And by the way, I've got a few more recipes to help your garden if you want them.

By: yogiman on 7/28/12 at 7:07


"Speaking" of being a gardener you might want to check our www.motherearthnews.com/

You can find a lot of good information on that site. Their magazine isn't too bad for a gardener to get.

By: Ask01 on 7/29/12 at 6:15

Since the primary concern here seems to be planned parenthood and abortion, I have to wonder about some posters reasoning processes.

People raise the alarm about the 'murder,' the cessation of human life caused by abortion, yet at the same time support, sometimes rabidly, the 'murder' of inmates by execution. Granted, there are those who, with premeditation and malice, commit intentional homicide, such as the 'suspect' in Colorado, who is a definite waste of air, and contamination of the gene pool, and need to be removed. I can't disagree with these instances, but the calls often seen for immediate execution with no appeals, denies the very real fact people have been freed from Death Row, totally exonerated after "good, honest, upright" citizens found them guilty.

Who knows how many innocents have been 'murdered' by the state? I really wonder how the juries which convicted them feel about faciltating the murder of an innocent person by the state? Prosecutors and judges have such egos I believe they just shrug and go on. Citizens, on the other hand, must consider they, as mere cogs, could be victimized in the same manner. Just something to consider.

Some of these same 'good' citizens rant, rave, and complain about minorities and the poor 'breeding like rabbits,' then complain about services which might stem the tide of future welfare recipients by not just preventing the birth, but perhaps preventing the pregnancy in the first place.

What a concept, eh? Provide reproductive education parents don't seem to be capable of imparting, and, perhaps even the 'tools' to prevent unwanted pregnancies, and maybe break the cycle of babies born into poverty eventually producing even more.

Personally, I would much prefer the price of a condom to a lifetime of welfare.

Now, as to Penn State.

What disturbs me most about the NCAA's sanctions against Penn State is the individuals suffering the most from the punishment had absolutely nothing to do with the actions of one lecherous old man, and the inactions of many misguided other so called authority figures who valued a program enriching either their pockets or reputations above the welfare of defenseless children.

I'm speaking of course, of the athletes wanting no more than to play football and maybe even obtain an education, and the other students who may suffer from the loss of funds.

The true criminals are those in power who allowed, and by inaction, tacitly condoned, these incidents. They are the ones who must be judged most harshly and punished most severely. Sandusky will be going to prison, where I feel certain without a 24 hr guard, will be on the receiving end, and eventually succumb to a slip in the shower. ( Somewhat apropo, eh?)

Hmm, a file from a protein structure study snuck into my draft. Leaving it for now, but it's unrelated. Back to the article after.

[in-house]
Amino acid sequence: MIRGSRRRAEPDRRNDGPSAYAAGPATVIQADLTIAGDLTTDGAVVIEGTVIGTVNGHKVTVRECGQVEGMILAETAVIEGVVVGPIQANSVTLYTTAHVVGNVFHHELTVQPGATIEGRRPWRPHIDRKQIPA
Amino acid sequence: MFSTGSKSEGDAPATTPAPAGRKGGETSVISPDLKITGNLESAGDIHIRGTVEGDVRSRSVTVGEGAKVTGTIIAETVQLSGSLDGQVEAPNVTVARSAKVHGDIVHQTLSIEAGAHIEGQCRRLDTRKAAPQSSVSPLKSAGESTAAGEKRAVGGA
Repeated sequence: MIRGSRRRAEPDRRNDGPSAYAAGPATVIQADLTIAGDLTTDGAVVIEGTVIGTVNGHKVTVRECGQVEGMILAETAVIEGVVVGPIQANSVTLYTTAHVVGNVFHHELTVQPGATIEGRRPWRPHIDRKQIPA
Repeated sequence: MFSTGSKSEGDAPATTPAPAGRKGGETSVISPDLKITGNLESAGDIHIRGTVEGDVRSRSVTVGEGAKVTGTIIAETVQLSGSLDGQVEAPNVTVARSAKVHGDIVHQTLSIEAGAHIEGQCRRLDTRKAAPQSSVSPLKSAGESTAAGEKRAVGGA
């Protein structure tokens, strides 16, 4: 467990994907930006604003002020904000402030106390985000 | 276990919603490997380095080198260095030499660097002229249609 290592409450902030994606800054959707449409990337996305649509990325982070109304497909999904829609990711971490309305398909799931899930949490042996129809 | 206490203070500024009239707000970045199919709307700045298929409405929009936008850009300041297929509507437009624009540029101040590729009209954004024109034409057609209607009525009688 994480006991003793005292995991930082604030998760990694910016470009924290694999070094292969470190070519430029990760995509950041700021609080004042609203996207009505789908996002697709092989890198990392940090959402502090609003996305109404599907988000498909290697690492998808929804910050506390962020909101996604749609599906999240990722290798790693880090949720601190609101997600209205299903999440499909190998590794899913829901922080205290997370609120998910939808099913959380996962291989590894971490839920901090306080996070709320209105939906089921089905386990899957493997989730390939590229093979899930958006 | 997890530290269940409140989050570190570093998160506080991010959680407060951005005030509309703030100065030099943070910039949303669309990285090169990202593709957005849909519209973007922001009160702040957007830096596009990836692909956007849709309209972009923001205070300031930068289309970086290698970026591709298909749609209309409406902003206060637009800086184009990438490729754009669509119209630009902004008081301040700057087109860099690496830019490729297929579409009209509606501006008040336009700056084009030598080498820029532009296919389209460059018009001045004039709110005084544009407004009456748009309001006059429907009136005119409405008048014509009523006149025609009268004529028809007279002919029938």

Joe Paterno has been publicly shamed, stripped of wins, (on paper anyway) and demonized as a faciltator of child abuse. Since he passed away before he could be named in a lawsuit and tried, he escaped enduring some of the worst fallout, still, his name will be toxic for many years. Although I do predict he will eventually, perhaps 40 or 50 years hence, be held up as a man troubled by what he had heard, (remember, as far as we know, he never actually witnessed anything) and haunted by not having taken action. Hollywood can do wonders to shape history, don't you think?

The other figures central to this travesty will eventually be named, indicted, tried, and punished, suffering a fate somewhat less harsh than Sandusky, but more humiliating and expensive than Paterno.

These are the ones who should bear the brunt of the legal, athletic, and societal wrath, not those such as students who are caught in the crossfire.

Holding those authority figures directly involved responsible and meting out across the board punishment impacting them financially, taking away their liberty, and destroying their social standing should be enough to cause their contemporaries at major football colleges to more closely monitor and police their programs.

The only positive I perceive to directly punishing Penn State is those providing tremendous financial support to university athletics will be much more sensitive to what is happening behind the scenes and will perhaps exert some influence to preclude such incidents.

Time to go prepare breakfast, folks. Have a great morning.

By: yogiman on 7/29/12 at 8:10

I've been a one for one character all of my life. I've always believed if someone kills someone, they deserve to die themselves. And I haven't believed they should be put to sleep to execute them. They should know how their victims felt when they were being killed (It might change their mind).

I've been told it's cheaper to imprison someone for life that to execute them. BS. I can't see them suffering because their memory of killing someone. With their brain systems, if may be a daily pleasure they feel.

Our criminal system has always been "innocent until proven guilty". But it has been known in too many cases the accused was not given the right to prove their innocence and too many have been found guilty that weren't.

In every case, the prosecutor doesn't want to lose the case because of the loser reputation it would give them. And I've heard of men being found guilty when the prosecutor knew he wasn't.

Of course, with the development of DNA testing today, many have been and are being found innocent, but that "ex-con" reputation stays with them for life.